To make tourism development in Morocco more sustainable, we have been developing regulations and incentives for our investors and tourism operators, both of which encourage a life-cycle approach, where sustainability is present in all stages of the tourism product.
In addition, we are developing a set of indicators at national and regional level to measure and monitor sustainability in tourism, and to be able to demonstrate and communicate our commitment to sustainability.
Our main challenge is to establish sustainability as approach for tourism development in Morocco and to get all stakeholders on board: institutions, professionals, media, tourists and the Moroccan citizens.
Which achievements as Secretary General at the Moroccan Ministry of Tourism are you most proud of?
As General Secretary I had to manage and lead many projects which I am quite proud of. But the human epic that it represents is certainly the most rewarding.
As a Moroccan woman, although not necessarily excessively feminist, being part of those who can demonstrate that Moroccan women have their place next to the men in high governmental functions in our country is an achievement in itself.
But to remain in the subject of sustainability, I am really proud to be participating in the positioning of Morocco as a leading destination regarding sustainable tourism. I am particularly proud of the leading role I assumed within the GPST and now in the 10YFP-Sustainable Tourism as a co-lead.
How does the Ministry of Tourism help companies and destinations within Morocco to become more sustainable?
As Ministry of Tourism, and to insure a minimum level of sustainability in the sector, we put in place a mandatory regulatory and normative framework (specifications for investors, hotel classification standards, etc.).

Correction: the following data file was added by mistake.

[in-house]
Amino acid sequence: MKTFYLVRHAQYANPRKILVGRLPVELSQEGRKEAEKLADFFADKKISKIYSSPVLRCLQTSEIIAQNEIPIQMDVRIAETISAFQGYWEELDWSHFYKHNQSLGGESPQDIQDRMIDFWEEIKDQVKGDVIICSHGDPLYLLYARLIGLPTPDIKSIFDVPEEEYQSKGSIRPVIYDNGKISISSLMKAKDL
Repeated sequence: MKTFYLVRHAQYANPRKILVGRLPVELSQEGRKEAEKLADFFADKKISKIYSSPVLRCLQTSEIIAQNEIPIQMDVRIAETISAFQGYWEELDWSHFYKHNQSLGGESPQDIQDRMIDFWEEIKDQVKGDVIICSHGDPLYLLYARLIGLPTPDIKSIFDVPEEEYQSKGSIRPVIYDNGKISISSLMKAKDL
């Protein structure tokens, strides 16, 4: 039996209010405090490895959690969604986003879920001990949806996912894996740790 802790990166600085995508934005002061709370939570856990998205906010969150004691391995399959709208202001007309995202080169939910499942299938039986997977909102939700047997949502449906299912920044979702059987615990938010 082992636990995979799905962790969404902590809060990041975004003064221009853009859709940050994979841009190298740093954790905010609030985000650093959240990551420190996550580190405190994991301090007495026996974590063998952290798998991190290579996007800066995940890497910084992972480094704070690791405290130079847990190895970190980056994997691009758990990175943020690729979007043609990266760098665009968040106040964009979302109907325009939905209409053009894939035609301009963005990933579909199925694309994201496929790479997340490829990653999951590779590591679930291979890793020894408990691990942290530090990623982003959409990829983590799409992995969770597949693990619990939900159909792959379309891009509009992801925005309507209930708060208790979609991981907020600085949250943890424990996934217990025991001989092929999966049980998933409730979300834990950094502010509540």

We are aware that this may present additional costs for operators and a need for capacity building. We thus organize with the regions building awareness and capacity events, we develop good practice guides for the various touristic activities, we develop incentives (technical or financial assistance) for SMEs who want to adopt a sustainability approach or to obtain certification, and we encourage initiatives through our Sustainable Tourism Trophies (that are in their Sixth edition).
We also try to introduce sustainable tourism in training courses in our hotel and tourism schools.
Where do you see the main challenges in Morocco and the Greater Maghreb region for sustainability in travel and tourism?
In my opinion, the main challenge for sustainable tourism in destinations at the moment is to move from the promotion of responsible tourism as a niche product for small and specific segments, to a destination-wide strategy which involves all the stakeholders.
Another challenge is to change the perception that large numbers of visitors and tourism growth automatically mean irresponsible tourism. Changing this image will require work on the tourism product itself, but also awareness-raising among consumers.
Ultimately, much of our success regarding a more sustainable tourism will depend on whether and how we train and educate the young generations.
When advising your government colleagues and the private sector on implementing sustainable tourism strategies, what main challenges have you encountered?
Many challenges of course, including 1) the additional costs, the belief that it can have a return on investment, 2) the need of technical assistance and building capacity, and 3) the size of the market we can address.
Thank you, Nada.